Carotid artery stenting in a patient with internal carotid artery stenosis and ipsilateral persistent primitive hypoglossal artery presenting with transient ischemia of the vertebrobasilar system: case report.
ABSTRACT A 62-year-old man experienced transient episodes of vertigo associated with left upper extremity weakness. Cerebral angiography showed 75% right internal carotid artery (ICA) stenosis and divergence of a persistent primitive hypoglossal artery (PPHA) distal to the stenosis. The area of stenosis was at a high position and he had a past medical history of congestive heart failure, which contraindicated carotid endarterectomy (CEA). Therefore, carotid artery stenting (CAS) was performed with single distal balloon protection. The stenotic area was restored and he was discharged without suffering recurrent attacks. CAS may be an effective alternative treatment to CEA to prevent further ischemic attacks in the posterior circulation in patients with PPHA. CAS using simple embolic protection devices is possible if the distance between the distal end of the ICA stenosis and the origin of the PPHA is sufficiently long.
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ABSTRACT: A patient with transient ischemic symptoms in the carotid and vertebrobasilar distribution is reported. His arteriogram demonstrated a persistent primitive hypoglossal artery which in part may explain the clinical picture. The embryology, radiology, clinical manifestations, and surgical considerations of this rare anomaly are discussed.Stroke 01/1980; 11(6):658-60. · 6.16 Impact Factor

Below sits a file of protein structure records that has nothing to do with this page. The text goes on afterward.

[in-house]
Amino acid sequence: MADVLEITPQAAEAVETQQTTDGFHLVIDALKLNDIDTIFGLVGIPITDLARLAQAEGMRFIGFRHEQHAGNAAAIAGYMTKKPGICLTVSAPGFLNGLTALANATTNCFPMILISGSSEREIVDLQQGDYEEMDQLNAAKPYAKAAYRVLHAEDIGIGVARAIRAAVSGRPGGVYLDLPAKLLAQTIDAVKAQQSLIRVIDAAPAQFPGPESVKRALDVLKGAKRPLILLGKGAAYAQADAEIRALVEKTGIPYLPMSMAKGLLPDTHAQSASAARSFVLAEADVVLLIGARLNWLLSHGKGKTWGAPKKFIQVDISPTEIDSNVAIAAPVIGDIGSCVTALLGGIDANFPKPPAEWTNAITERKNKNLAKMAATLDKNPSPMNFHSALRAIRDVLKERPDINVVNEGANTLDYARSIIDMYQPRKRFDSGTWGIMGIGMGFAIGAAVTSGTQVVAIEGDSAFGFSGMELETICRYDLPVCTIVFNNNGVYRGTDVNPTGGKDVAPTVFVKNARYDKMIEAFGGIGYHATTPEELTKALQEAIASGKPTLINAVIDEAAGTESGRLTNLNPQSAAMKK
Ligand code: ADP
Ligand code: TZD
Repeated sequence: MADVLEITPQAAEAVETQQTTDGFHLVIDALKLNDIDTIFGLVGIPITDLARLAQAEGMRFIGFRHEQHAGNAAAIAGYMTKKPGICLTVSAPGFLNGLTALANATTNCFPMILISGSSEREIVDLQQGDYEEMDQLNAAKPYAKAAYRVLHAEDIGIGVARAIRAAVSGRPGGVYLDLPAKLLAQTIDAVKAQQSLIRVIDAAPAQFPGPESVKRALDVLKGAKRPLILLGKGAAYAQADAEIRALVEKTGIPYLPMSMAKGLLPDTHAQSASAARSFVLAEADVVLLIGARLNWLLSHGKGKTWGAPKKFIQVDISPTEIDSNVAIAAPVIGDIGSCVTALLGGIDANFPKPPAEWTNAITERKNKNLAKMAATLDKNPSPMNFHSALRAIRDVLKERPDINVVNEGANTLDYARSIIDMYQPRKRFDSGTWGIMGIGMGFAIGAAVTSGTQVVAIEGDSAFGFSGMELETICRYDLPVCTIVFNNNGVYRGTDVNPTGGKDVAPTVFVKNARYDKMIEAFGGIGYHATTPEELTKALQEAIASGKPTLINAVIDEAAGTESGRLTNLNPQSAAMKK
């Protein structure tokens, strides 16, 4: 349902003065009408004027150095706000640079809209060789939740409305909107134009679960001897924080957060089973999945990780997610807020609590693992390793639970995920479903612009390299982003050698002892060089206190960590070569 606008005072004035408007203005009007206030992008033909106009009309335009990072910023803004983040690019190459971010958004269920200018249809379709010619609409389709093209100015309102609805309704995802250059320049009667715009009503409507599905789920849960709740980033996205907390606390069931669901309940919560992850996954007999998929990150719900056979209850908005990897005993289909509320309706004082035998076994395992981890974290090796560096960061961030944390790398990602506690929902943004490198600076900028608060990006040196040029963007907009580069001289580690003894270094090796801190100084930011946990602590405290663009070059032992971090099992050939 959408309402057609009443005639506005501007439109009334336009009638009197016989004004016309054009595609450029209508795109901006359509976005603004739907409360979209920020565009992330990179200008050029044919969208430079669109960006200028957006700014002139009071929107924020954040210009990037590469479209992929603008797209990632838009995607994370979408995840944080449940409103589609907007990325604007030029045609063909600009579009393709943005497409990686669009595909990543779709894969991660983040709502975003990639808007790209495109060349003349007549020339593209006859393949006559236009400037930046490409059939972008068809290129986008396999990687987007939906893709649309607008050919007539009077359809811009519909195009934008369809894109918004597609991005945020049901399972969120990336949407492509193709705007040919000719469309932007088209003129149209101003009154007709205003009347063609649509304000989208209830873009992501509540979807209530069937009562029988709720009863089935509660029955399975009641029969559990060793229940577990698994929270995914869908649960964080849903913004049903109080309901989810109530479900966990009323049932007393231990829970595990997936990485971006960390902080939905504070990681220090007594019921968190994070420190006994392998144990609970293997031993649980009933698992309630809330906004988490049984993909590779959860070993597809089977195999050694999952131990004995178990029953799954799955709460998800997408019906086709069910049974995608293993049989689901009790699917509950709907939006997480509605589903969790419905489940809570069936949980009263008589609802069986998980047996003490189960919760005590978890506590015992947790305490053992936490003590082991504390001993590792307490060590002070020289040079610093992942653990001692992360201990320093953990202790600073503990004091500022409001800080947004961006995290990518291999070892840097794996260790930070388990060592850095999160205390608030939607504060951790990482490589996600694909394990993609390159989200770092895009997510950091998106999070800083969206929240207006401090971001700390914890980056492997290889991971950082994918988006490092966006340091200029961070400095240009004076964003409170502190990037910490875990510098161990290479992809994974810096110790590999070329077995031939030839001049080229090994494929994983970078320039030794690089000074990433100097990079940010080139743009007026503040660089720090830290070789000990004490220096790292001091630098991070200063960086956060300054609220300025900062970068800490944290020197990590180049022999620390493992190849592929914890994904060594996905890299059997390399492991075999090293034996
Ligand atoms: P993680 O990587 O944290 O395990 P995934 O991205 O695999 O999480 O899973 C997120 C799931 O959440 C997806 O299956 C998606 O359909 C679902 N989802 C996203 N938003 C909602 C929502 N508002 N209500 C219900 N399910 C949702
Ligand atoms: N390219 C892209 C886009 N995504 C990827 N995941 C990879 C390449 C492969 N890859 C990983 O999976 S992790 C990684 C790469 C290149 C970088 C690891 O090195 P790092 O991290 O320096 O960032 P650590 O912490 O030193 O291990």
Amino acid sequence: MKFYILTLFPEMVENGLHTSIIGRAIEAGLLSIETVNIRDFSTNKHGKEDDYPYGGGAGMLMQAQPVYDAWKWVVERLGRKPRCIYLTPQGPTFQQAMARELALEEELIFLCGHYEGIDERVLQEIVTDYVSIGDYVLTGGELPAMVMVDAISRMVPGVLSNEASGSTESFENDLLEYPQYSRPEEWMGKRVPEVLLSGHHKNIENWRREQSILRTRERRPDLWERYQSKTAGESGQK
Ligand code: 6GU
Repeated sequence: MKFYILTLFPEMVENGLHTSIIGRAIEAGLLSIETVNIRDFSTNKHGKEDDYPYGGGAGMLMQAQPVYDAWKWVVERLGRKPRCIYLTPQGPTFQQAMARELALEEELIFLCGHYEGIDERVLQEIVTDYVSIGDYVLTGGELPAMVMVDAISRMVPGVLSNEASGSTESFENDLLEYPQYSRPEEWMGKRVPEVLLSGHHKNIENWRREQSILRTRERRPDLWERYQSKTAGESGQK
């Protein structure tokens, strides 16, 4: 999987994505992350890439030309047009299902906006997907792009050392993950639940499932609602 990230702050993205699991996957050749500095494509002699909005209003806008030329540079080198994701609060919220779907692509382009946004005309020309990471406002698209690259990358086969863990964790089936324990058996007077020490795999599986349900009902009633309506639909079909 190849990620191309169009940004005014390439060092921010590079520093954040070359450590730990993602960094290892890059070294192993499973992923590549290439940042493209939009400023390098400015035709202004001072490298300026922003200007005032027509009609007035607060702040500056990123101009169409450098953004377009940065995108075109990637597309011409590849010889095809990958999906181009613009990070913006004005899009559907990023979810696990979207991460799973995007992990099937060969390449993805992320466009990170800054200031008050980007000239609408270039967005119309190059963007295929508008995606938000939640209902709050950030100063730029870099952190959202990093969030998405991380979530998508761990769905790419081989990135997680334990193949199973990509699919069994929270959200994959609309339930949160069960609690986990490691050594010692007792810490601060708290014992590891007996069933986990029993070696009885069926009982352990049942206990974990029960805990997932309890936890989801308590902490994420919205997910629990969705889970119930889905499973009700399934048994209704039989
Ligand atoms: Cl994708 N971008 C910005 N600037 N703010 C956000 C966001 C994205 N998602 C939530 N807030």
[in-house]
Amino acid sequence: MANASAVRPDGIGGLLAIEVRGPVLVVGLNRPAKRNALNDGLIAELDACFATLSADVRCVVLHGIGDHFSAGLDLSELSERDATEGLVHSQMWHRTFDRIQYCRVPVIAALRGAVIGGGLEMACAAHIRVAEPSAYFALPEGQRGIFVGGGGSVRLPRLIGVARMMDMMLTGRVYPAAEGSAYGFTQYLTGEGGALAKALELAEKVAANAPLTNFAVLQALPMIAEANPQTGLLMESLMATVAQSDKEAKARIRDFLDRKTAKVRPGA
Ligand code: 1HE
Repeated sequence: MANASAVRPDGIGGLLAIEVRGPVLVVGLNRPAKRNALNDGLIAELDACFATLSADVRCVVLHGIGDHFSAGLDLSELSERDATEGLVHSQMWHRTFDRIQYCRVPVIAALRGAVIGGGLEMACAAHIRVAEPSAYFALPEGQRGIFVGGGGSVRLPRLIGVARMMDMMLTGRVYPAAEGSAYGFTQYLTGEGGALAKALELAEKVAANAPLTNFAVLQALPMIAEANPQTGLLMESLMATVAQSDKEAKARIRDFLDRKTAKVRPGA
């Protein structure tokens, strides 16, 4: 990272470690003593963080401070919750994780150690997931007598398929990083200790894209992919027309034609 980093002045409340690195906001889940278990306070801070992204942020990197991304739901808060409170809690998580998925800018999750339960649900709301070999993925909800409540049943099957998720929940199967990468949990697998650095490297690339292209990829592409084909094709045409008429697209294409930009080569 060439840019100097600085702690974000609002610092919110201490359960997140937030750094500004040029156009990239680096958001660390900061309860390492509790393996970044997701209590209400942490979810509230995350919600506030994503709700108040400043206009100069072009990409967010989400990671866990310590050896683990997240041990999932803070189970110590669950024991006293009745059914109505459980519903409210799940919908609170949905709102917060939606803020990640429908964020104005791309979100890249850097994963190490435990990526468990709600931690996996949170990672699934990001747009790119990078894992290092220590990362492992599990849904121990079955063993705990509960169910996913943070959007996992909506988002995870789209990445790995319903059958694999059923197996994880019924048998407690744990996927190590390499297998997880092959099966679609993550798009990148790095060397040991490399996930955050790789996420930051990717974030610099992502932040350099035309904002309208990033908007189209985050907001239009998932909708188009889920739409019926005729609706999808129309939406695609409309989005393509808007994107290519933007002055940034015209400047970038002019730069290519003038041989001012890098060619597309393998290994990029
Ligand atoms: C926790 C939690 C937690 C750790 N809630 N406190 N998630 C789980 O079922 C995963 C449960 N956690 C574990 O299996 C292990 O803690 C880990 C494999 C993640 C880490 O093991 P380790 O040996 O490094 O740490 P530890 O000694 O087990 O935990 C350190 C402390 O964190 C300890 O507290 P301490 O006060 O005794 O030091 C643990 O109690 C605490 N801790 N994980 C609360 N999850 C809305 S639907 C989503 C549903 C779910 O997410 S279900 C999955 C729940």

- Journal of Vascular Surgery 08/1995; 22(1):120-2. · 2.88 Impact Factor
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ABSTRACT: Fetal anastomotic connections between the developing internal carotid and basilar arterial systems are via the three presegmental arteries: the otic artery, the hypoglossal artery, and the trigeminal artery. After formation of the posterior communicating artery from the caudal branch of the internal carotid artery, the presegmental arteries are generally obliterated. Rarely, however, these primitive carotid-basilar anastomoses will persist into adult life, and may be detected as incidental findings at the time of cerebral angiography during evaluation of the patient with suspected cerebrovascular disease. In addition, persistence of such anastomoses may result in the coexistence of anterior and posterior circulation symptoms, precipitating diagnostic confusion. Two patients with symptoms and persistent hypoglossal artery undergoing carotid thromboendarterectomy are discussed, with emphasis on clinical presentation, diagnostic criteria and intraoperative management.Journal of Vascular Surgery 01/1995; 20(6):995-9. · 2.88 Impact Factor